Pulp Fiction mastermind Quentin Tarantino has spoken out on one of his Cinema Speculation book tour appearances to confide that the poor box office performance of Death Proof impacted his confidence.
The 2007 stunt car slasher movie stars Big Trouble In Little China hero Kurt Russell as stuntman Mike, a psycho who kills young women with classic cars, modified for murder.
The film, which was released in the States as a special themed double bill Grindhouse with pal Robert Rodriguez taking the other half of the movie bill with Planet Terror.
But the lengthy flick which paid tribute to the 70s grindhouse movies, and included unique trailers in the middle, crafted just for the films, took only $31million (£24.9m) at the box office on a budget of $30million.
Speaking on the tour for his first movie criticism book Cinema Speculation, the director explained how the film’s poor reception led to him receiving more project proposals from Hollywood.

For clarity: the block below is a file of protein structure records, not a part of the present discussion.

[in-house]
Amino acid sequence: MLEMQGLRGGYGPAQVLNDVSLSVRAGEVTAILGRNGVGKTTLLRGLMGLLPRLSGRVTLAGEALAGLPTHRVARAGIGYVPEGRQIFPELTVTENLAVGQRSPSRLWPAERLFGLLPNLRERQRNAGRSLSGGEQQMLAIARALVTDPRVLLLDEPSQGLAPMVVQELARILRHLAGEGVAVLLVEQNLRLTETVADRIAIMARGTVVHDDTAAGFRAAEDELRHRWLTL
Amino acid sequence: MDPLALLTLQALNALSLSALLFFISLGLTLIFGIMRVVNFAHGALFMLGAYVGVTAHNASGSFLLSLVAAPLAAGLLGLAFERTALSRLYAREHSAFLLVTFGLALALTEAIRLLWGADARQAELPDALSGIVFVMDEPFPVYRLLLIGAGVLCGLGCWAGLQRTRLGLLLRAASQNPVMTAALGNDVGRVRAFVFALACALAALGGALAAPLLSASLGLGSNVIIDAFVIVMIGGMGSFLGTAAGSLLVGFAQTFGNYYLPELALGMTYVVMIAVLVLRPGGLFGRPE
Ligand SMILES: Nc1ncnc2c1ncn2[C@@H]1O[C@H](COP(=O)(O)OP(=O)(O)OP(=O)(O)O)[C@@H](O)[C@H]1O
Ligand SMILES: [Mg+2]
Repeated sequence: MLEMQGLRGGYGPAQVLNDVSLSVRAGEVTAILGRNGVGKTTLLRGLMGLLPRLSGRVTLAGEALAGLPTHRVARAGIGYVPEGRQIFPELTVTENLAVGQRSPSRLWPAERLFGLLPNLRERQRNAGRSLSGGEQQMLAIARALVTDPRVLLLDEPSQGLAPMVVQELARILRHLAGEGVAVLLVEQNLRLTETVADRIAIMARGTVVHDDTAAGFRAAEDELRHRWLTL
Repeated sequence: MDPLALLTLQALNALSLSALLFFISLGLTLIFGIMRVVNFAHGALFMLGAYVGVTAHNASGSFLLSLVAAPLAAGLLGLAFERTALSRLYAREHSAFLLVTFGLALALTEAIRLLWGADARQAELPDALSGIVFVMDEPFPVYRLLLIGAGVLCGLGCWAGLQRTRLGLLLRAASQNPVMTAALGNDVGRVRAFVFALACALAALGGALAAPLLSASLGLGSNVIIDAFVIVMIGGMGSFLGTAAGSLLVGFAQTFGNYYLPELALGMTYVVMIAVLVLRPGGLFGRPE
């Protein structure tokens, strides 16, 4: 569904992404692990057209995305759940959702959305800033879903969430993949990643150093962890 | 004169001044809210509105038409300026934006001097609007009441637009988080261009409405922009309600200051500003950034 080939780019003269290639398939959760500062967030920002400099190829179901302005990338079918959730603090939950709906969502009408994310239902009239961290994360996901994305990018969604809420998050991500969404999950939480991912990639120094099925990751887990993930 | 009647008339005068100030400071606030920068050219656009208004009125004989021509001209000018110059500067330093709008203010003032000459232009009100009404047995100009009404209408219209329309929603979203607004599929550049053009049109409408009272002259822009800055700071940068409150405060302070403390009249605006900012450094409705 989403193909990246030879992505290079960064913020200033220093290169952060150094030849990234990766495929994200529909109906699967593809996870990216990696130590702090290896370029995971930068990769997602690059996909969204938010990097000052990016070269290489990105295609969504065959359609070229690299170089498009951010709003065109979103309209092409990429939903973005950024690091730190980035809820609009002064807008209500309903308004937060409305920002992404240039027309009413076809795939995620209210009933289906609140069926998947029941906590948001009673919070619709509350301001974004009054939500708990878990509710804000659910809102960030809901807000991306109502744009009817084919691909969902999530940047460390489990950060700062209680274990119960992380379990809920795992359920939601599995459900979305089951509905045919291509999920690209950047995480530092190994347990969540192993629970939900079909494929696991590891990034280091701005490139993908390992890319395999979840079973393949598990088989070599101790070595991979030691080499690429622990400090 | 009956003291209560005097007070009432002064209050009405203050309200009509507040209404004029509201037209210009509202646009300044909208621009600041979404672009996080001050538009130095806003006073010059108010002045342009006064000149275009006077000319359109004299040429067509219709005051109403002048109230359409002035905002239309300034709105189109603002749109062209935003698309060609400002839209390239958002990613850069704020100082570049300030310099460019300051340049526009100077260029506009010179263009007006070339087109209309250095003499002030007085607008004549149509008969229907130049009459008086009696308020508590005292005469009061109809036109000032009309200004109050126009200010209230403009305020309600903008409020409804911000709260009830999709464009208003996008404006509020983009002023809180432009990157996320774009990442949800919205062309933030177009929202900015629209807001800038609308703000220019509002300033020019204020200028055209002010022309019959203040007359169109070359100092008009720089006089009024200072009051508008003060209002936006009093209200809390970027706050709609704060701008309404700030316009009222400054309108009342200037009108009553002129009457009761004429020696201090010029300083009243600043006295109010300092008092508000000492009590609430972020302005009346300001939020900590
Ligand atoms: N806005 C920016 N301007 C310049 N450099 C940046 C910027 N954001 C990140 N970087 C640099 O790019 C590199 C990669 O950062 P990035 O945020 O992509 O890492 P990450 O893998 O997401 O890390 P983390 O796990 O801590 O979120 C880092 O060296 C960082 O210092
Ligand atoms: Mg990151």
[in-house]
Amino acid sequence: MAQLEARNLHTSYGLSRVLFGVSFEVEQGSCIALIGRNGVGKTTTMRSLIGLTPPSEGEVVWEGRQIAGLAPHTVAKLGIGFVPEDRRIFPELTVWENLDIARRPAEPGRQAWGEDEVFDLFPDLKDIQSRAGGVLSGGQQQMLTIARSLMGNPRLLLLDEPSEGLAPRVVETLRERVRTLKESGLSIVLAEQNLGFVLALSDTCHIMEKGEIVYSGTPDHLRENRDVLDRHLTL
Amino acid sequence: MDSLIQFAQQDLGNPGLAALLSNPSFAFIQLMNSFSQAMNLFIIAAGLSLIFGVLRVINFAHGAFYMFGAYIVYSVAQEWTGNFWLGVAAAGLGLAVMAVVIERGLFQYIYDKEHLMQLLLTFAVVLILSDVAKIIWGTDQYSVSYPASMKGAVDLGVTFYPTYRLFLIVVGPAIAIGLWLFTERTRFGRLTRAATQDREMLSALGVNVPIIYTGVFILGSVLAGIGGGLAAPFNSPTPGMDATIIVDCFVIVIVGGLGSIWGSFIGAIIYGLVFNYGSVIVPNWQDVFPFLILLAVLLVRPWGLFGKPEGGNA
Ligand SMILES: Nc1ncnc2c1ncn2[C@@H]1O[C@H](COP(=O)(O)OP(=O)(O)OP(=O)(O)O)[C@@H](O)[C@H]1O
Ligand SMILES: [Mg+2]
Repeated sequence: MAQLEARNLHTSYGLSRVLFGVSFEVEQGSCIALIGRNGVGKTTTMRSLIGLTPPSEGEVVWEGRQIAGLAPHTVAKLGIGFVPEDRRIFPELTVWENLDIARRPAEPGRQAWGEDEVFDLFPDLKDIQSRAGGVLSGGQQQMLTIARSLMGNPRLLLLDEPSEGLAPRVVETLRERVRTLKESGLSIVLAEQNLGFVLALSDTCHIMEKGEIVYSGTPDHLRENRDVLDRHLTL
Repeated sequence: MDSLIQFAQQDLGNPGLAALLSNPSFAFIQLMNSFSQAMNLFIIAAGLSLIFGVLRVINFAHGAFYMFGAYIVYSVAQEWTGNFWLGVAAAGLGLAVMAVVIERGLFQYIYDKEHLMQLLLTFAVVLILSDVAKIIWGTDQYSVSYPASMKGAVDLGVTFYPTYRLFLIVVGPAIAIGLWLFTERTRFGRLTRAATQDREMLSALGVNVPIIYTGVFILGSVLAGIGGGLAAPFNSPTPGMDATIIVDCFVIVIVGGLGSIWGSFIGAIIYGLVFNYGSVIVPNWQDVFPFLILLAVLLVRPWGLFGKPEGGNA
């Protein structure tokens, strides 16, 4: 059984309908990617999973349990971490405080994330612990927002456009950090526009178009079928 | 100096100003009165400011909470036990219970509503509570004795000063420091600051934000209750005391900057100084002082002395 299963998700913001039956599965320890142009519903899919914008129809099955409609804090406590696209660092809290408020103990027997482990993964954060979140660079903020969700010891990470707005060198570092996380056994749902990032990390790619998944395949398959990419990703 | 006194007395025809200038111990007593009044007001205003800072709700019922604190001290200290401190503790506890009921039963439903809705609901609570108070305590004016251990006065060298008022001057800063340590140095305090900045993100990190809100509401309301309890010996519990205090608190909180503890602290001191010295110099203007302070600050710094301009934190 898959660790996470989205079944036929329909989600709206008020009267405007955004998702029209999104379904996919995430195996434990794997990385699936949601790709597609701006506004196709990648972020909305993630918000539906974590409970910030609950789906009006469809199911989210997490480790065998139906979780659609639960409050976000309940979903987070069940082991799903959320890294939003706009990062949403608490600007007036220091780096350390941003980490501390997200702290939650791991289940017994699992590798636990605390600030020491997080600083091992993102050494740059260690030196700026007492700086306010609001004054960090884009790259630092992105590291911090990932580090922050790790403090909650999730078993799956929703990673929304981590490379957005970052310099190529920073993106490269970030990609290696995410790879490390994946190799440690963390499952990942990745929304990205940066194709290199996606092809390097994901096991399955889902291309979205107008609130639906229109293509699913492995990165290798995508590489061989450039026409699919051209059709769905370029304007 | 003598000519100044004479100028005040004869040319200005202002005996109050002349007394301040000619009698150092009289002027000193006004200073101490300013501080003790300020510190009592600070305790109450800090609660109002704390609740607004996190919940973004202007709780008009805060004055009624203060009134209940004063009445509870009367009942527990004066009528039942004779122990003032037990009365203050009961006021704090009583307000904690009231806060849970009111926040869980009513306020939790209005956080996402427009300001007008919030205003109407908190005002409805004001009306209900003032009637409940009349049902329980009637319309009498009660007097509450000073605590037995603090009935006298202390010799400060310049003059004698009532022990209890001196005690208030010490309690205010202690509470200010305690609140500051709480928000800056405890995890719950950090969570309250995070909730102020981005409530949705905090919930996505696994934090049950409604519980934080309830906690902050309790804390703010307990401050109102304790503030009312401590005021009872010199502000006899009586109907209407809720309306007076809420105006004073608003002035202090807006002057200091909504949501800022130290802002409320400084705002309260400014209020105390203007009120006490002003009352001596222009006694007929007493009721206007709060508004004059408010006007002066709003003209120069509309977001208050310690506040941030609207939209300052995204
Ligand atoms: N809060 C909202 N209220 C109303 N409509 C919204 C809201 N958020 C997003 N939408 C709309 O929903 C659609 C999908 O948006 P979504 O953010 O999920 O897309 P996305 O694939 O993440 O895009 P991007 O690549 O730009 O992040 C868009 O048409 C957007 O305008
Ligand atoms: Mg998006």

Quentin said: “I have been lucky enough to write stories that have connected with many people, and this has allowed me to practise my art without restrictions that most filmmakers have.
“Now, a funny thing happened: for a while I was getting a lot of project proposals, until the studios ended up assuming that I do my stories and it wasn’t worth the effort.
“But after Death Proof, which didn’t do well at the box office and was a bit of a shock to my confidence, I started getting proposals again.”
He added: “They must have thought, ‘Perhaps now he’s touched and his temper has gone down, now is the time.’
And there’s nothing wrong with making commissioned movies for Hollywood. They always offered me interesting projects. But I preferred to reinvest in myself and made Inglourious Basterds.”
Death Proof was one half of double feature Grindhouse, alongside Robert Rodriguez’s Planet Terror which was produced by Tarantino.
The director’s follow-up, Inglourious Basterds, went onto gross over $321.5million worldwide on a production budget of $70million.